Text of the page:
About the h-index

Your h-index is calculated using citation data from Web of Science Core Collection, based on the publications you have added to your researcher profile.  Only Core Collection publications and citations (including self-citations) are included in the h-index calculation. 

The h-index (also known as Hirsch index) was introduced by J. Hirsch in 2005 and can be defined as follows: A researcher has an h-index, if they have at least h publications for which they have received at least h citations. For example, Researcher A has an h-index = 13 if they have published at least 13 documents for which they have received at least 13 citations.


See the attached "Indicators handbook" for more information on how the h-index is calculated, and how it should/should not be used. 

Use the h-index responsibly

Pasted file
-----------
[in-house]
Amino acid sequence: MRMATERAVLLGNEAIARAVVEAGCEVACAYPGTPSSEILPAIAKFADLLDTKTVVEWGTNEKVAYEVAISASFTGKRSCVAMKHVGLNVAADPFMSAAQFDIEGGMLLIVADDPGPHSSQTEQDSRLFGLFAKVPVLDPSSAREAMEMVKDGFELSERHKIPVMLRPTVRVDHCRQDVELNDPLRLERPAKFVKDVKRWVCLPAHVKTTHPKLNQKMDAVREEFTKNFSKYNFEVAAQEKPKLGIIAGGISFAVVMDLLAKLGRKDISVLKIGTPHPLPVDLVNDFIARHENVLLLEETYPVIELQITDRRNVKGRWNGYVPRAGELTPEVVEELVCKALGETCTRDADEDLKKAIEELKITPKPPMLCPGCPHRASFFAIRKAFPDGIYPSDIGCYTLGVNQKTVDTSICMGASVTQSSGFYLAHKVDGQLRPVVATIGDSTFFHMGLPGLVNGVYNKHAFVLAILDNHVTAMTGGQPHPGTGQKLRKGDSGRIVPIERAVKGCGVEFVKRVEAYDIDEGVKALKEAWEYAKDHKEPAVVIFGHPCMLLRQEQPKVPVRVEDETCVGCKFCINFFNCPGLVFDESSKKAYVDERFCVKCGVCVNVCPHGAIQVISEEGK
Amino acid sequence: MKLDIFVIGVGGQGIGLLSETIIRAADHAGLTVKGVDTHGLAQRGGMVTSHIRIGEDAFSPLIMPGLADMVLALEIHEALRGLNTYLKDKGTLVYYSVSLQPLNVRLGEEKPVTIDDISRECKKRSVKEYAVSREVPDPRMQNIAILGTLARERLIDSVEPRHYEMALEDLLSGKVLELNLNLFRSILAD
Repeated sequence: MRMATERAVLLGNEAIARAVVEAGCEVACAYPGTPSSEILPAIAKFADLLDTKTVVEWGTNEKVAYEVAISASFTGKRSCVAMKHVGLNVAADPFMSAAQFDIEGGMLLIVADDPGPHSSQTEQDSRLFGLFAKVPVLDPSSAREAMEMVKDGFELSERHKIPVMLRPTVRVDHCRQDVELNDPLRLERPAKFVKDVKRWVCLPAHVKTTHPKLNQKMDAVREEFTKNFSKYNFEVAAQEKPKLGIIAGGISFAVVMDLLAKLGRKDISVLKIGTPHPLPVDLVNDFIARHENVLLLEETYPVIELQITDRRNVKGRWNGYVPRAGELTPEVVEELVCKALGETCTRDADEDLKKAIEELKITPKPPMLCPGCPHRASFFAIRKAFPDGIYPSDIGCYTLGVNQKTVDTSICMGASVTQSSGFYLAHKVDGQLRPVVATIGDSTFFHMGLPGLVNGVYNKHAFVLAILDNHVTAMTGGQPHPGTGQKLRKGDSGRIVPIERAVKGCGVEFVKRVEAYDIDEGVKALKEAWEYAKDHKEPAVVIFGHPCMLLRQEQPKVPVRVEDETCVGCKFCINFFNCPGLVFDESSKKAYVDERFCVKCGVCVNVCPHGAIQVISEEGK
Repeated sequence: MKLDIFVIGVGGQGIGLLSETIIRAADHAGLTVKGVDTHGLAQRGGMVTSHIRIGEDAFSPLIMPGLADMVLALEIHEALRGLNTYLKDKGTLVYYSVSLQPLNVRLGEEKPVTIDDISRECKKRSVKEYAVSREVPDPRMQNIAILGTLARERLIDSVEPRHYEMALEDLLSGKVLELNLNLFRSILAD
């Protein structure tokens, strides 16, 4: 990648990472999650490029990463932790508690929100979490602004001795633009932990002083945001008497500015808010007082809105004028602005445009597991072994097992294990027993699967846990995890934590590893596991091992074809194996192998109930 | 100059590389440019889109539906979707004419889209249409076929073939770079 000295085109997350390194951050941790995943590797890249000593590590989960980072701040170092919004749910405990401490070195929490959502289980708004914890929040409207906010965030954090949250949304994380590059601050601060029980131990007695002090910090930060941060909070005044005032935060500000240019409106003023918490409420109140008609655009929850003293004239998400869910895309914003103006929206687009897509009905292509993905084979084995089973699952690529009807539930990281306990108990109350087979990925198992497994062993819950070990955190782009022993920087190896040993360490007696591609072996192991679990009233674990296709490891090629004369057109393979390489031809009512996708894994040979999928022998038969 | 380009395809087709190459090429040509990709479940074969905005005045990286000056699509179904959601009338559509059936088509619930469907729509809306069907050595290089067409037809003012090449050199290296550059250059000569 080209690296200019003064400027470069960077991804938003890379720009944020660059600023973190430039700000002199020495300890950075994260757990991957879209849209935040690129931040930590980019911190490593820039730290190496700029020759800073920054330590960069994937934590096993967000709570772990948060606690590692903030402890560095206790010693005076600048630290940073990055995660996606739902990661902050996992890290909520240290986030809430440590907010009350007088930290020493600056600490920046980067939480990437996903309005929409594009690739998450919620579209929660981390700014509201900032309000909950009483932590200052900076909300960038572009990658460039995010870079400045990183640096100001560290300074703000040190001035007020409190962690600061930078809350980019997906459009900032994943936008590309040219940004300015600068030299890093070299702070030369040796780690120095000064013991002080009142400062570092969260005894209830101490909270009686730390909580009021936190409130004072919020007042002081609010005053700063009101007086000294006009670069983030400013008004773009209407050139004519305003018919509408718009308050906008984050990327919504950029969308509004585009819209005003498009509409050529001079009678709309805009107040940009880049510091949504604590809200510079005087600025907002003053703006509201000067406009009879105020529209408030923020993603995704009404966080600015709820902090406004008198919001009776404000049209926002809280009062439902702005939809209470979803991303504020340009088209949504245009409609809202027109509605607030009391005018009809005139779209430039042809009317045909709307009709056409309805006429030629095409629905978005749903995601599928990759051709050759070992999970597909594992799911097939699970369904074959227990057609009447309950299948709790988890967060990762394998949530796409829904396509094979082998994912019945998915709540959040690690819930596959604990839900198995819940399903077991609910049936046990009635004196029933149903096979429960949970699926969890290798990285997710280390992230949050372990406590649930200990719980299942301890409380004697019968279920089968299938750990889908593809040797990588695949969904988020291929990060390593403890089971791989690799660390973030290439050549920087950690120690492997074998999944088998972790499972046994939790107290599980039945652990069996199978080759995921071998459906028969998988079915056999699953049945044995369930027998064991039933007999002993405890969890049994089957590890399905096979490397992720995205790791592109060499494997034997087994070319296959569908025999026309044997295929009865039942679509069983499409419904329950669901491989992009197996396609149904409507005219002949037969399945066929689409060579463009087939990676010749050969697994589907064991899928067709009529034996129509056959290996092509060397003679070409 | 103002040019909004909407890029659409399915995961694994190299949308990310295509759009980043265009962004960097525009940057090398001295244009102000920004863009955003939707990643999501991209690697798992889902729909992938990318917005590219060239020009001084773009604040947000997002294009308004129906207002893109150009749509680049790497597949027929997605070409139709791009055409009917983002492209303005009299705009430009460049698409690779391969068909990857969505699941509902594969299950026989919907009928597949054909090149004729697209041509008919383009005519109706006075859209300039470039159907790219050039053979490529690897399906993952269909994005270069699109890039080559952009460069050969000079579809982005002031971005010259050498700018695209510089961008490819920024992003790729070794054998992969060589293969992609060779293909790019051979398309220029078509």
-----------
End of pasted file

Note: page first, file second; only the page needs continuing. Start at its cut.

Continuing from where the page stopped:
The h-index’s popularity as a bibliometric indicator is because it is simple to calculate and combines measures of productivity (number of published articles) and impact (number of citations) in one index. When used alongside other measures, it can quickly indicate how citations are distributed over a researcher’s publications. 
This popularity has led to misuse — particularly when it is treated as proof of productivity and impact, rather than a potential indicator of productivity and impact. Due to differences in publication and citation behavior between fields (even closely related fields) and because the h-index does not control for career-stage, it is unwise to draw any serious conclusions from h-index comparisons between researchers. 
We are aware that many researchers and institutions use the h-index, while others prefer not to because of the tendency for it to be misused. We encourage researchers to become familiar with the scope and limitations of the h-index as an indicator.